Collaboration with the supply chain base can help retailers become more sustainable as well as reduce costs.
During a session focusing on supply chain at the World Retail Congress held in Barcelona last week, retailers Argos and DSGi discussed how measures to use their distribution fleets more efficiently led to major cost savings as well as reductions in CO2 usage.
Both companies reported how they have increased the use of multi-deck trailers to extend the amount of space occupied in the trucks. Rerouting runs and backhauling have also been employed.
DSGi director of logistics Sean Feeney described how the company’s new chief executive John Browett has transformed the logistics operation using its home delivery service. Deliveries are now in timed slots and a charge for removing old appliances has been scrapped – instead these are taken away for recycling.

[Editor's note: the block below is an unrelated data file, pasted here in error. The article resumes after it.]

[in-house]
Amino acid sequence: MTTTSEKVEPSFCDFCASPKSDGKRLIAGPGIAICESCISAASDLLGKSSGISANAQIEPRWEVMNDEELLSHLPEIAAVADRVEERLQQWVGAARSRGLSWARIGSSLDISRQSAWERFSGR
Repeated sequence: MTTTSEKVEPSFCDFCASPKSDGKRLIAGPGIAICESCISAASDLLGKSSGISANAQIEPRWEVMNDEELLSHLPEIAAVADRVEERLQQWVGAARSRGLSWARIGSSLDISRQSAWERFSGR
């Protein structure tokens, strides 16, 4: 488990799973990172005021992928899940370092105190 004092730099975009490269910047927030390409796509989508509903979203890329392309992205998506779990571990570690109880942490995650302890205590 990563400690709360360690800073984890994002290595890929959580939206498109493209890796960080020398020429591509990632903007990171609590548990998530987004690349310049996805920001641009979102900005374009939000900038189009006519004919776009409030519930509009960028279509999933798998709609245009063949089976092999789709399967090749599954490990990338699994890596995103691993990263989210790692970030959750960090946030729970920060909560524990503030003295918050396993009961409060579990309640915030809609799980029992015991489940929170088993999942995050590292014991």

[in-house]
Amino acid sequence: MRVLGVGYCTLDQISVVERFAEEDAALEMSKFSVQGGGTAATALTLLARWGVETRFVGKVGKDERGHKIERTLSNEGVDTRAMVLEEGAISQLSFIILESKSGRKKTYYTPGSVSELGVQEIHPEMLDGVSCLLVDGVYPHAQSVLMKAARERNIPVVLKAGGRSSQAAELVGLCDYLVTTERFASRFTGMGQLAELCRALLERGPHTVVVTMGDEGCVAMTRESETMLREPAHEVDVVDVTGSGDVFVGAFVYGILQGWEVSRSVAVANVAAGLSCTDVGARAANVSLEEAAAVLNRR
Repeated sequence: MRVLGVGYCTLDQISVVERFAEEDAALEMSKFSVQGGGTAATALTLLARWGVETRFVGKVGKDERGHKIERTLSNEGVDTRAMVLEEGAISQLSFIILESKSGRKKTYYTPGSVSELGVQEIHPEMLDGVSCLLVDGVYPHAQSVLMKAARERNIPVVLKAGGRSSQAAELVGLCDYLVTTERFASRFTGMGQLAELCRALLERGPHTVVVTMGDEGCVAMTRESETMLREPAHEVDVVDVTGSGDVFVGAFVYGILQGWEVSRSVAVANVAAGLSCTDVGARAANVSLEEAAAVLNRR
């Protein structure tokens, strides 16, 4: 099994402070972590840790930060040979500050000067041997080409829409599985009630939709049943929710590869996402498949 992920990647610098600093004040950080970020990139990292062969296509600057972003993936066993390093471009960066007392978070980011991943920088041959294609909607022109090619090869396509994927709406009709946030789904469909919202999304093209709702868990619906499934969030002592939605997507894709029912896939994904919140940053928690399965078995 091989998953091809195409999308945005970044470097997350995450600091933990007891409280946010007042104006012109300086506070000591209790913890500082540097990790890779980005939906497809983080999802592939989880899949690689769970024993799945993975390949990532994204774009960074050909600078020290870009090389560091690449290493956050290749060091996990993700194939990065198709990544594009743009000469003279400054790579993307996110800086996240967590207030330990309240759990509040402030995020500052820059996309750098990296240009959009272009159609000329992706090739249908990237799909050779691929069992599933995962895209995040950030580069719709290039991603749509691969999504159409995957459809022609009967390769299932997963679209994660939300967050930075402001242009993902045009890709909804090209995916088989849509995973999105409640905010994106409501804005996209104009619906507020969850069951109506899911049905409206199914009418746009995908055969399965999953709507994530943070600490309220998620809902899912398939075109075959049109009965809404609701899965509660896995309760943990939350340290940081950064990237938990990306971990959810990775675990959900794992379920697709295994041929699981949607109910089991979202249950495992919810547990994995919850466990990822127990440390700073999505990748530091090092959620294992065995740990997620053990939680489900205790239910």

But while the new set-up provides better service for customers and has slashed the number of complaints, its cost has been reduced 18 per cent, with fewer deliveries failing.
Argos head of supply operations Duncan Kendal described a process with one of its bed suppliers whereby air is removed from mattresses before transport, thereby reducing them to one inch deep and consequently cutting the lorry space they occupy, the air is then put back in prior to delivery to customers. He added that while this particular instance was supplier led, the impetus for a more sustainable approach to supply chains is generally coming from retailers.
Chairman Martin Christopher, professor of marketing and logistics at Cranfield University, suggested that a return to more “local for local” sourcing was vital for the good of the environment. However, Kendal said this was impractical given the dramatic reduction in the supply base in the UK.